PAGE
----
11. Catherine says:

    Thanks so so much for providing all of these useful links.
    I would go “loopy” 🙂 investigating only one line at a time. When hitting those “brickwalls” or waiting what seems like endless weeks for BMD certificates to arrive in SOz, I find it useful to divert to another family line and keep the spark alive. Wouldn’t suit everybody though and it’s easy to be over-whelmed. Thannks again for the info. Cheers.


  12. Anne P. says:

    I would agree that the transcriptions are better on IGI than Ancestry, though not infallible – their process has every entry indexed by two people and then checked by a third – the one advantage Ancestry has is that they allow you to post corrections and give a reason why your version is the right one (as does FMP).
    I have found the Ancestry London parish records wonderful for pre-19th century and the fact that you can view the digital scan not only lets you check spelling, but sometimes provides additional information on address or occupation. And it means you can search page by page if you have a date but suspect the name may be mis-spelled.
    As for maps if you can afford the outlay I have found the ones from on CD really useful – John Roque’s 1746 10 miles round London, John Cary 1786 15 miles around London and Richard Horwood 1799 which is detailed right down to house numbers. The street names are indexed and I have the files loaded onto my laptop for quicker access. Fascinating to watch London swallowing up the surrounding villages and filling in the surrounding fields – quite scary really when you think how relatively recent it all is!


    • rebelhand says:

      Thanks for your comments about IGI and Ancestry – it’s great to have another, experienced view of them. I’m looking forward to getting hold of the parish records, though I think I’ll be looking in Kent after all. I was also told at LMA that it’s a good idea to get as much as you can from Ancestry post-1837 and only pay for a certificate if you need to (every little £9.50 helps). Thanks also for the additional information about maps. I love Horwood’s and spent far too much time ‘researching’ with it before posting – the detail is breathtaking, isn’t it?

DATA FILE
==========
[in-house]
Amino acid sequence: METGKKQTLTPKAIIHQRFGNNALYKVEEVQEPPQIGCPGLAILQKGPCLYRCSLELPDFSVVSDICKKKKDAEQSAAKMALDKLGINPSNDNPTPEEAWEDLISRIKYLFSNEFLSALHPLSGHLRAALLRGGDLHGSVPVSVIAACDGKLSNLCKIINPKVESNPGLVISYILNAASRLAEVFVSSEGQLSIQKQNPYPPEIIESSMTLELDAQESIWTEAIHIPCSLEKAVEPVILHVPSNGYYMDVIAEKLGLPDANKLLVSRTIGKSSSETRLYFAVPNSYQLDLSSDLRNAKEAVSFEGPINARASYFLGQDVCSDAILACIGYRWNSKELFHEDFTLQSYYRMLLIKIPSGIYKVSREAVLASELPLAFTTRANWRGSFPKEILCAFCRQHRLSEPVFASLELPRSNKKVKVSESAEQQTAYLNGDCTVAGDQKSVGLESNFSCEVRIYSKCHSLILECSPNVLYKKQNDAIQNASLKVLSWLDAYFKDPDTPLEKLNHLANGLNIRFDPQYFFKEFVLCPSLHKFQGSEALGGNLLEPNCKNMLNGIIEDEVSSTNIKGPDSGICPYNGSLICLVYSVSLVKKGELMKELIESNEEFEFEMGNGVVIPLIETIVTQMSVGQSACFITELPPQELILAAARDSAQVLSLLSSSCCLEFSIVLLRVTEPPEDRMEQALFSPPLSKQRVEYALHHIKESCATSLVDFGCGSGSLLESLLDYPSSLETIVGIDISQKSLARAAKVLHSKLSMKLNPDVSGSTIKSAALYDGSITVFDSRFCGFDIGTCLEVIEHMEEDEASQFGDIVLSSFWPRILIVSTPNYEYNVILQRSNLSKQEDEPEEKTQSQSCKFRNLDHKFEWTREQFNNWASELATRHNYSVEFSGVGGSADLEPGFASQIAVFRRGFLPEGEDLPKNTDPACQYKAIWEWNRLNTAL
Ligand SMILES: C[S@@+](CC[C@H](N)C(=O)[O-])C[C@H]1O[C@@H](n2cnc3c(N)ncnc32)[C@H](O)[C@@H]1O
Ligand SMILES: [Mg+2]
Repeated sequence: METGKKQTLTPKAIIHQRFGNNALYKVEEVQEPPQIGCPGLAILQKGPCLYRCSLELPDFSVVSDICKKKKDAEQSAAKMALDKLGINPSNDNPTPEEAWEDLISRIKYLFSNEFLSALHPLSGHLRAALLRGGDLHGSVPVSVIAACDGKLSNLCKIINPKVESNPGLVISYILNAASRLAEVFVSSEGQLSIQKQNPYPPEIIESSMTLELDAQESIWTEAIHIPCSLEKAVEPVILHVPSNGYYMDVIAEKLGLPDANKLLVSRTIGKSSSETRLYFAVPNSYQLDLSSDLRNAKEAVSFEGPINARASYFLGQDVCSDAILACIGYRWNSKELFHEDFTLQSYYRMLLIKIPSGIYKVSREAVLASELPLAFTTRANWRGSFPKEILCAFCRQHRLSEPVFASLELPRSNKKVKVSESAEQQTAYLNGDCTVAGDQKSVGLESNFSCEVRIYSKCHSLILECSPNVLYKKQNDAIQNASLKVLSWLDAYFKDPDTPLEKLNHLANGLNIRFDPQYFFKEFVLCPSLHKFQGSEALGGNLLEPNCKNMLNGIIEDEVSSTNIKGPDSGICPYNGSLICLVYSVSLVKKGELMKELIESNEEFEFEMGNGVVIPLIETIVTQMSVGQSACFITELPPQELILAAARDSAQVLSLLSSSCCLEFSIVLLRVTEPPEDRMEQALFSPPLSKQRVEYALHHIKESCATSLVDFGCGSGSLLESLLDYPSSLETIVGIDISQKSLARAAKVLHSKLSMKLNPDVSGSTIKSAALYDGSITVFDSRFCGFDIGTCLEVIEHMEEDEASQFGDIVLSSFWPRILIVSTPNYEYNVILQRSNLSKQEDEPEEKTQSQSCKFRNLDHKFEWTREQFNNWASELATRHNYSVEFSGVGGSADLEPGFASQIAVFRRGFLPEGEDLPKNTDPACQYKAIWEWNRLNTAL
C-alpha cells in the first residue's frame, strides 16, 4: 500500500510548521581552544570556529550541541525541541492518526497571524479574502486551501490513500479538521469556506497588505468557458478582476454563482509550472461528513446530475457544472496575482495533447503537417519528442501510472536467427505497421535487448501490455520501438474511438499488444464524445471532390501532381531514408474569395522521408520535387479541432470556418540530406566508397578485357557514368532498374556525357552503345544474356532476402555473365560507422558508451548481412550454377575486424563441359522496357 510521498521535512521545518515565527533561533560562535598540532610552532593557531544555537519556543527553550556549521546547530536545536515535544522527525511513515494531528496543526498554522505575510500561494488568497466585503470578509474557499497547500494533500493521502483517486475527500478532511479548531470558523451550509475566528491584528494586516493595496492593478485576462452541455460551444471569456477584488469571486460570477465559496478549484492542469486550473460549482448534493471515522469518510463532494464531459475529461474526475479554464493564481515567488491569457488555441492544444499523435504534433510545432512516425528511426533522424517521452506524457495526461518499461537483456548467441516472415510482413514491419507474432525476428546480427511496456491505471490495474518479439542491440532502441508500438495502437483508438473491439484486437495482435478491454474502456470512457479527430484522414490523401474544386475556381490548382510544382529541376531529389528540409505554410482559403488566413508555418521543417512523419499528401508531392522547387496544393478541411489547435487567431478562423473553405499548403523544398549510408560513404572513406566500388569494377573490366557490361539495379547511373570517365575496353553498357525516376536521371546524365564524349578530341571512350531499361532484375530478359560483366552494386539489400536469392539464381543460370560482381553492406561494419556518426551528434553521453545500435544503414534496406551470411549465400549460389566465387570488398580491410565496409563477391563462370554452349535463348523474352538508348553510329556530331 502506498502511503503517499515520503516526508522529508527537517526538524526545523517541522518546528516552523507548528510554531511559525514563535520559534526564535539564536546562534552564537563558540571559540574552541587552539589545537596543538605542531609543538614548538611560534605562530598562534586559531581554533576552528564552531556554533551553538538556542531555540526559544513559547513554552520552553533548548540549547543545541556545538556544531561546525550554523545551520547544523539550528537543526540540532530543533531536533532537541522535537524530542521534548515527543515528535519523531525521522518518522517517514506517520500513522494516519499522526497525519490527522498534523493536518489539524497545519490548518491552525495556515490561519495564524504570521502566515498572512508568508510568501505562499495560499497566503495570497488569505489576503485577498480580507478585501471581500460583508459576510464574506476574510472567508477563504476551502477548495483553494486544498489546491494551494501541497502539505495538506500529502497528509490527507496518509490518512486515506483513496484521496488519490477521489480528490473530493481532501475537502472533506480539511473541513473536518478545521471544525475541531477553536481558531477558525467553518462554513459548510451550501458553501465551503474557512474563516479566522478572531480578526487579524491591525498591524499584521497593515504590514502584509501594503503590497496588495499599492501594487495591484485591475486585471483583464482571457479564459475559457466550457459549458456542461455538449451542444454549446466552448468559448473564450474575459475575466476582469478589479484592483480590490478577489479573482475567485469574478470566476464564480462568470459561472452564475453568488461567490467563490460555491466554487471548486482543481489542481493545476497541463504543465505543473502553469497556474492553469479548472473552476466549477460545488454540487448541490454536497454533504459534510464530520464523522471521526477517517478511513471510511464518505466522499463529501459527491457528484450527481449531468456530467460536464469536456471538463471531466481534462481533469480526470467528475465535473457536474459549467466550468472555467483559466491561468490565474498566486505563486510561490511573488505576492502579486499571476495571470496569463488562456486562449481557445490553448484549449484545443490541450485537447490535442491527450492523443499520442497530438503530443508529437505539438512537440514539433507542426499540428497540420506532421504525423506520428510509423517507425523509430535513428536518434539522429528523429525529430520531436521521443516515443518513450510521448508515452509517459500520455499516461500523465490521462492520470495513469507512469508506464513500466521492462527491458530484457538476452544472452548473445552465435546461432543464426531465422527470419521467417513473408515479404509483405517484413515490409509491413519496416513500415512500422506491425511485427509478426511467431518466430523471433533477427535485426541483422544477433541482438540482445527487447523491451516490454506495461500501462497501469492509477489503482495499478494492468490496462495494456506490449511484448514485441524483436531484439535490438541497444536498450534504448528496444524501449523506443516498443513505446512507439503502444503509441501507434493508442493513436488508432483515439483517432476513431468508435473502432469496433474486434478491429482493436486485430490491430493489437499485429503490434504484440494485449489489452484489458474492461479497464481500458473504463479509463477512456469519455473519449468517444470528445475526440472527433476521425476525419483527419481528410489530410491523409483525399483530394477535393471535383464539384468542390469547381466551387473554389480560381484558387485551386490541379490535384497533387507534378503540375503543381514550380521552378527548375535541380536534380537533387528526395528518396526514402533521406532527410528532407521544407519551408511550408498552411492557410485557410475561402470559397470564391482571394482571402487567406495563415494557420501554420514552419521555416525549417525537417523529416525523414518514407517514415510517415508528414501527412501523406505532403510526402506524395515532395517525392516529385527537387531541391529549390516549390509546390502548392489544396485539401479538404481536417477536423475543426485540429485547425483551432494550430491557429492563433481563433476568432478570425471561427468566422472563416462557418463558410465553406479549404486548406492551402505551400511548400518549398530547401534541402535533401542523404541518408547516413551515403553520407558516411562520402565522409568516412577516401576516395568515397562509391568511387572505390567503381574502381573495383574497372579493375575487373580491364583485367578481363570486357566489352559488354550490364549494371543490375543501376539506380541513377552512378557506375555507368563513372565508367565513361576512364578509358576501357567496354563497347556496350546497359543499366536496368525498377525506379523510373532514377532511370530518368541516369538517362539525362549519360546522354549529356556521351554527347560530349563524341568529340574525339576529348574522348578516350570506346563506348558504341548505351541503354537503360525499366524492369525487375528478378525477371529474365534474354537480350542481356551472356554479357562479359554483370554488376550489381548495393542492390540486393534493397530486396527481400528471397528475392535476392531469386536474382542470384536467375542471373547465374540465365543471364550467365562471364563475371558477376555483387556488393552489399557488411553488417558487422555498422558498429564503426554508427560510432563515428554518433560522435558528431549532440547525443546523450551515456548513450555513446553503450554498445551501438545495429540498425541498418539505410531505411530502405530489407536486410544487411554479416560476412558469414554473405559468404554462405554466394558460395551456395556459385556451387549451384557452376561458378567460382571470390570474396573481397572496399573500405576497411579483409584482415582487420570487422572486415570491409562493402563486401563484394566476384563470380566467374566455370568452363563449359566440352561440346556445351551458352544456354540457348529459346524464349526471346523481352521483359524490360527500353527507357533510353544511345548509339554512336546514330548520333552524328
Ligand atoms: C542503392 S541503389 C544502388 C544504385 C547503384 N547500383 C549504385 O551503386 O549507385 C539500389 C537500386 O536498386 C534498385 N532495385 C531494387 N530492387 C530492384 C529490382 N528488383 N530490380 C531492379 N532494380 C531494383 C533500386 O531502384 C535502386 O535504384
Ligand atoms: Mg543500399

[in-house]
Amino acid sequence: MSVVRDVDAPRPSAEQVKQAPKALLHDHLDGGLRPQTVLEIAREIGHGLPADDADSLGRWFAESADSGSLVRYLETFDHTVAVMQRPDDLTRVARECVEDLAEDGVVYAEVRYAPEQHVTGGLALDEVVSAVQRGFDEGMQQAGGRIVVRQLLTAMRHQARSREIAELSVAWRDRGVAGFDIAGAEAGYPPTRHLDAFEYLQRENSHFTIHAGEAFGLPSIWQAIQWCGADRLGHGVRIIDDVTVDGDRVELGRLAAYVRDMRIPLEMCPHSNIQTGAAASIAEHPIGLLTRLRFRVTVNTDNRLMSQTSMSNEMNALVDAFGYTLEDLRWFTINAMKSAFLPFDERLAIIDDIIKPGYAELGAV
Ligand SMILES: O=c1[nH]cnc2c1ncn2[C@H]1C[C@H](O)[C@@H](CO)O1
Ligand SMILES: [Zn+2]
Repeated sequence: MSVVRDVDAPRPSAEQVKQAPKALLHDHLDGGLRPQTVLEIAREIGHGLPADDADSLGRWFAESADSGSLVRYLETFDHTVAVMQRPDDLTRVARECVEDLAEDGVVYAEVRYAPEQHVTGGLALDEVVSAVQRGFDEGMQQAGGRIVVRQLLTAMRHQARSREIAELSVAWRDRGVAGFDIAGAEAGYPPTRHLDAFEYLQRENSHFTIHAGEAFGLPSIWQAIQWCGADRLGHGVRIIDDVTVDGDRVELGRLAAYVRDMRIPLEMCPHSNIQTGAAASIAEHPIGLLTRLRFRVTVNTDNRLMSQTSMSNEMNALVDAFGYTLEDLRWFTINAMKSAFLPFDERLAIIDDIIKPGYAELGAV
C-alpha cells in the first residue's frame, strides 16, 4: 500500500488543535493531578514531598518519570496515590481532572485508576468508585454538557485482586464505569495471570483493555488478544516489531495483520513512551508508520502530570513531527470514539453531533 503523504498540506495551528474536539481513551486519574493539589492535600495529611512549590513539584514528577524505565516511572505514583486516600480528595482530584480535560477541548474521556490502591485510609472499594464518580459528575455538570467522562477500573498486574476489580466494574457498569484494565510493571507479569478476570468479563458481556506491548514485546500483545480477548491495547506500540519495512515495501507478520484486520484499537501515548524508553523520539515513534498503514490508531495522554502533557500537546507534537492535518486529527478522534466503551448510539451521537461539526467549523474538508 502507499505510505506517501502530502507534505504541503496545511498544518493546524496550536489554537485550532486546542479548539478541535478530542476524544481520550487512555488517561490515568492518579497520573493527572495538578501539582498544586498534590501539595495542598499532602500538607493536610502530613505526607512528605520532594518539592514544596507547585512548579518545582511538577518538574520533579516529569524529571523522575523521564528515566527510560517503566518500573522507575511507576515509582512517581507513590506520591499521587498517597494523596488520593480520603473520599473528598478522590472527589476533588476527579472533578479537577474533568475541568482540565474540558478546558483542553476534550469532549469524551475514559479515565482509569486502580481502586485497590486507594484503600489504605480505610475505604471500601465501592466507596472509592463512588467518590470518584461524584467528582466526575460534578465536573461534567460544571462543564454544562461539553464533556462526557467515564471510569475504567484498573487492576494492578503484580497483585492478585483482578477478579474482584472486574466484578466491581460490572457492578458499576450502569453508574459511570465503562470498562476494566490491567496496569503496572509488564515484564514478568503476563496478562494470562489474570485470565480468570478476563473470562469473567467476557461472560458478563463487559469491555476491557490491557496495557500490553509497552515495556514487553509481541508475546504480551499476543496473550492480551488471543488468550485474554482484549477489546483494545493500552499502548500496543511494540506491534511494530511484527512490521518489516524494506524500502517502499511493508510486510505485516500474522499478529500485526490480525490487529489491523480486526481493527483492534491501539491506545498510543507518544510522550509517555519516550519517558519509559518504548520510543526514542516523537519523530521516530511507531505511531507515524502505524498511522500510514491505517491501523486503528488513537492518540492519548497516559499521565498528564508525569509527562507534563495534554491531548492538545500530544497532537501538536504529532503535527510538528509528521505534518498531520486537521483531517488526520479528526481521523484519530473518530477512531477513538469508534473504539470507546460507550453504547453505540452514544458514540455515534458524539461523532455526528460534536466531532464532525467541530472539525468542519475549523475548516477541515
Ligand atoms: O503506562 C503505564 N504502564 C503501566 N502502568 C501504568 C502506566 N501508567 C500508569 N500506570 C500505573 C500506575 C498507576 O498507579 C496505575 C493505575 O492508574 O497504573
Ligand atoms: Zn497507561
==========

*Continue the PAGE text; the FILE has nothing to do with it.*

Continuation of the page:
As for the huge expansion of London, it’s so fast and so all-consuming it really is scary. Of course now Londoners think of themselves as living in ‘villages’ in London (eg “I’m from Pimlico”, or even from as small an area as eg Notting Hill). The huge sprawl seems to be just too big. I expect the day will come when London means everything inside the M25…


  13. Anne P. says:

    I’d certainly agree that IGI transcriptions tend to be higher quality than some of Ancestry’s (records are indexed by two different people and then checked by a third), but the one advantage of Ancestry is that if you do find an error you can post a correction and the reason why you think your version is the right one.
    For London and especially for pre-19th century I have found the Ancestry parish records a wonderful resource – being able to see the originals of the parish records will also sometimes give you an address or an occupation as well.
    If you are going to need London historical maps often enough to make the outlay worthwhile the 1746 John Roque map 10 miles around London, 1786 John Cary 15 miles around, and Richard Horwood’s 1799 map are all available from on CD and I loaded them onto my laptop so as to have them readily available. Fascinating to watch the capital swallowing up the surrounding villages.


  14. I enjoyed this post. I agree research is more productive when you remain on one line, but sometimes, you have to switch between lines!